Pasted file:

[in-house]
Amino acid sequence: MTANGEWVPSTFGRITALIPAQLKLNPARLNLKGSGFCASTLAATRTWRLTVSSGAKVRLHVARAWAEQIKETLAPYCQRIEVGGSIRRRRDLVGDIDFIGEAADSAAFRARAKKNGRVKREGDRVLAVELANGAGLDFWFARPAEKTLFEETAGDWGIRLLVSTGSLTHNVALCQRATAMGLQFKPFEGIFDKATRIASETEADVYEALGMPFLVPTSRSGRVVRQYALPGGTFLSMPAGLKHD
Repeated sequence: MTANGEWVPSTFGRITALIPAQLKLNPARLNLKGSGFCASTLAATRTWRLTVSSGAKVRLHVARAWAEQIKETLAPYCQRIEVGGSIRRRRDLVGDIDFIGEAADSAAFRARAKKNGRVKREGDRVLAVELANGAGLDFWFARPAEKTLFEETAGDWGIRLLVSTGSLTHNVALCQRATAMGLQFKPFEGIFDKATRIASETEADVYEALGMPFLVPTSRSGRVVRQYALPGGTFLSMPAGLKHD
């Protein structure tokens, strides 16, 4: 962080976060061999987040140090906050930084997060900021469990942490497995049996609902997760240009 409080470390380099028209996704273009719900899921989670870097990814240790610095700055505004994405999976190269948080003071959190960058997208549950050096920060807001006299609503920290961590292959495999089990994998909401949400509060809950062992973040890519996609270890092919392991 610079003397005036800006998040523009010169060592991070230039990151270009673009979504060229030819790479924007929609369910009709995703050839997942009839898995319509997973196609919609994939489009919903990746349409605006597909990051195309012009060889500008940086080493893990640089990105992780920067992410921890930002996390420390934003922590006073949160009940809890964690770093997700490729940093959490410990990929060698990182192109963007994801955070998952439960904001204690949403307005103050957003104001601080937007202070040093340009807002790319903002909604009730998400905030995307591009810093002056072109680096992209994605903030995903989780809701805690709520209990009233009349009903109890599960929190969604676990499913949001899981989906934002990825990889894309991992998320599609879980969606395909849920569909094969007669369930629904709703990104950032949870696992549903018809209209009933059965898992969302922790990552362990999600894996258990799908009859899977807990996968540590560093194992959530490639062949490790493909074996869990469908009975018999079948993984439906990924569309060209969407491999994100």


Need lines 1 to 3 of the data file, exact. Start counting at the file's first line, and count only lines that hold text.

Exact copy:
[in-house]
Amino acid sequence: MTANGEWVPSTFGRITALIPAQLKLNPARLNLKGSGFCASTLAATRTWRLTVSSGAKVRLHVARAWAEQIKETLAPYCQRIEVGGSIRRRRDLVGDIDFIGEAADSAAFRARAKKNGRVKREGDRVLAVELANGAGLDFWFARPAEKTLFEETAGDWGIRLLVSTGSLTHNVALCQRATAMGLQFKPFEGIFDKATRIASETEADVYEALGMPFLVPTSRSGRVVRQYALPGGTFLSMPAGLKHD
Repeated sequence: MTANGEWVPSTFGRITALIPAQLKLNPARLNLKGSGFCASTLAATRTWRLTVSSGAKVRLHVARAWAEQIKETLAPYCQRIEVGGSIRRRRDLVGDIDFIGEAADSAAFRARAKKNGRVKREGDRVLAVELANGAGLDFWFARPAEKTLFEETAGDWGIRLLVSTGSLTHNVALCQRATAMGLQFKPFEGIFDKATRIASETEADVYEALGMPFLVPTSRSGRVVRQYALPGGTFLSMPAGLKHD